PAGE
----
Stephen A. Smith And Skip Bayless Have A Conversation About Race

  • Glenn Davis

Stephen A. Smith was on First Take again today with Skip Bayless. Was it loud? Of course. Was it unbearable at times? Of course. But because we are so fond of you, dear readers, we point you toward a less-shouty moment from the latest round of Smith Vs. Bayless…and it was on a topic one might think would inspire the most impassioned feelings.

That topic: has race played a role in criticism of LeBron James? Stephen A. said it had – not a big one, but one nonetheless. You were probably expecting that.

Then, though, Skip…agreed. And considering most Stephen A.-Skip “debates” are the purest form of the worst of what everyone imagines a program like First Take or Around the Horn to be – two guys with nothing but loudness in their favor, trying to out-loud one another until viewers’ collective cries for mercy are so overwhelming that yes, for once the people on TV can hear you through the screen just like you can hear them – that’s worth noting.

It makes sense that if Stephen A. and Skip were going to tone it down for anything, it would be for one of their more serious topics. It’s also wise on Skip’s part to not be quite so haughty when he’s talking about race relations with a black person who’s had experiences that Skip, for obvious reasons, can’t replicate. (His volume, if you’ll remember, also went down during the Jalen Rose-Duke controversy, during which Chris Broussard made some excellent points.)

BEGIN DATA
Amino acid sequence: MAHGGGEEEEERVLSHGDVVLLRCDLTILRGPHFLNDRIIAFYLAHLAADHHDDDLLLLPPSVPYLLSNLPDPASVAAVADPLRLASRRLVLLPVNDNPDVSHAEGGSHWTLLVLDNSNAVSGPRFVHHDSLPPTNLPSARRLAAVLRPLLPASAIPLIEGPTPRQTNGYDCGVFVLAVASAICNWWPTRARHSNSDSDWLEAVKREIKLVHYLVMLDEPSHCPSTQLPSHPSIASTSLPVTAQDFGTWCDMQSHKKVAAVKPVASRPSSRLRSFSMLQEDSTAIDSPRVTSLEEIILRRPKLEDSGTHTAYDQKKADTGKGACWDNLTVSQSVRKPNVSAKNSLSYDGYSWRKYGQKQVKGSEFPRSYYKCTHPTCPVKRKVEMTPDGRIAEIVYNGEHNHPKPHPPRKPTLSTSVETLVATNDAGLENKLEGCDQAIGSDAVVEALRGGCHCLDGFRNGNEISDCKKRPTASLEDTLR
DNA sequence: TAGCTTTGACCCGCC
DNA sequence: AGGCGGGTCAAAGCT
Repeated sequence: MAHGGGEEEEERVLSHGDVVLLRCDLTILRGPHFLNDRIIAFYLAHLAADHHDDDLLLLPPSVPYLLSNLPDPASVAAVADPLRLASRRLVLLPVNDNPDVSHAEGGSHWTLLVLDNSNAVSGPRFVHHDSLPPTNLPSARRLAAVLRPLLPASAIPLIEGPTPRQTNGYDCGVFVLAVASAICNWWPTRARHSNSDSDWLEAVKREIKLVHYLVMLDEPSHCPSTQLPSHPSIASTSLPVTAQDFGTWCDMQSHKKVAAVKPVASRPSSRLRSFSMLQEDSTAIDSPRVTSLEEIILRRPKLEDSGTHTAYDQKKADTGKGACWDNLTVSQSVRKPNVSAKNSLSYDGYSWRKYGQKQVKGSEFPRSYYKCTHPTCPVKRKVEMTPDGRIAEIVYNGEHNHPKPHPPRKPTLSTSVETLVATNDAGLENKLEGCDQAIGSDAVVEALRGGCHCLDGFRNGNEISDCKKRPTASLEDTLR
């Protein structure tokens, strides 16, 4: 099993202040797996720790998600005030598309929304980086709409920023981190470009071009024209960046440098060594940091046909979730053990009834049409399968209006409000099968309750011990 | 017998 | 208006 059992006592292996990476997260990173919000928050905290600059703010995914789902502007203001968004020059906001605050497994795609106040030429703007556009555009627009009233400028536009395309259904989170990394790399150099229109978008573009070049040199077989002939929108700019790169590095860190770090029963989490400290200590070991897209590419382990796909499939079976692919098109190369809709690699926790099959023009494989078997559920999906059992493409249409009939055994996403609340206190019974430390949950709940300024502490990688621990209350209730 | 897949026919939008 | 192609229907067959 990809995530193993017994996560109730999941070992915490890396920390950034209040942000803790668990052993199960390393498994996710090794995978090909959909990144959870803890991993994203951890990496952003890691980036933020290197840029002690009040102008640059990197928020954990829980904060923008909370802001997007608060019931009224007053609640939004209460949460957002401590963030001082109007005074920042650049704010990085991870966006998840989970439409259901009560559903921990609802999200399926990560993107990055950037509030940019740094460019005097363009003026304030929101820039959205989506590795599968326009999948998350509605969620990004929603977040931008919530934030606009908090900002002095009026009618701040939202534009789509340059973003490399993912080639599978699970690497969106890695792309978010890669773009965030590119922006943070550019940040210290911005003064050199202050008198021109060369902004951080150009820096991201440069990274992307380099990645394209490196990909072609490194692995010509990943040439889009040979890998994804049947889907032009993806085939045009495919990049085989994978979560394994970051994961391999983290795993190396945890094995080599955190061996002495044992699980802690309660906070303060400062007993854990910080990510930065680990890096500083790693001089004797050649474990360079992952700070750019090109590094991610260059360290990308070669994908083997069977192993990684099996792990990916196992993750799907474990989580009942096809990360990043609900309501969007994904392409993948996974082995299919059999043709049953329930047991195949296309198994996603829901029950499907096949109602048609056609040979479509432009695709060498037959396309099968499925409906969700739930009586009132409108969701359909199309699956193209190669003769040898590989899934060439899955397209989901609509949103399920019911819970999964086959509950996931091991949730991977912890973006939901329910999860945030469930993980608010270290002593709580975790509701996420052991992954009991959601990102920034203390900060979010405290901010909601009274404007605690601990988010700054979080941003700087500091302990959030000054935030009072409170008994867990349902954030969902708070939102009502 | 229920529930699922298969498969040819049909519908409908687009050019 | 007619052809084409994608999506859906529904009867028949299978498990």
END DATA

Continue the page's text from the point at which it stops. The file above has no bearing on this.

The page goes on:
Here is today’s discussion:

As for the arguments themselves – we’re not sure about Stephen A.’s contention that the LeBron problem (for a small number of people) originated in a “black man exercis[ing] the power that he had” in teaming up with Dwyane Wade and Chris Bosh, thereby “buck[ing] the system.”

Sure, people were upset about that, but from everything we saw, that had a whole lot more to do with how teaming up with another superstar made it seem like LeBron was just giving up. Additionally, if people were mad that the Heat teamup had a “contagious effect” on other stars throughout the league, then they’d better also be mad at the Celtics’ Big Three, which LeBron pointed to as his inspiration to join Wade in Miami. And as far as well can tell, there’s no particular malice toward that group.

Rather, we find ourselves agreeing more with Skip’s side here. His position was ultimately the same as Stephen A.’s (i.e. yes, race is a factor), but for the reason that, well, race is a factor in everything. Race relations – often, through the years, in the ugliest sense of that term – are such a part of the fabric of American society that it’s impossible to entirely separate race from the rest of the equation when dealing with a polarizing figure like LeBron.

So brace yourselves: Stephen A. Smith and Skip Bayless, in the clip you can see above, are…not so bad. They (mostly) use their inside voices, and in the end, we even agreed with them. Sure, we didn’t follow all of Stephen A.’s points, but hey – baby steps, people. Plus, he redeemed any potential misstep on his part by referring to those who overly criticize LeBron for unfounded reasons as “sports birthers.” Stephen A. Smith coining a phrase we might want to use? We don’t know if we’re ready for this.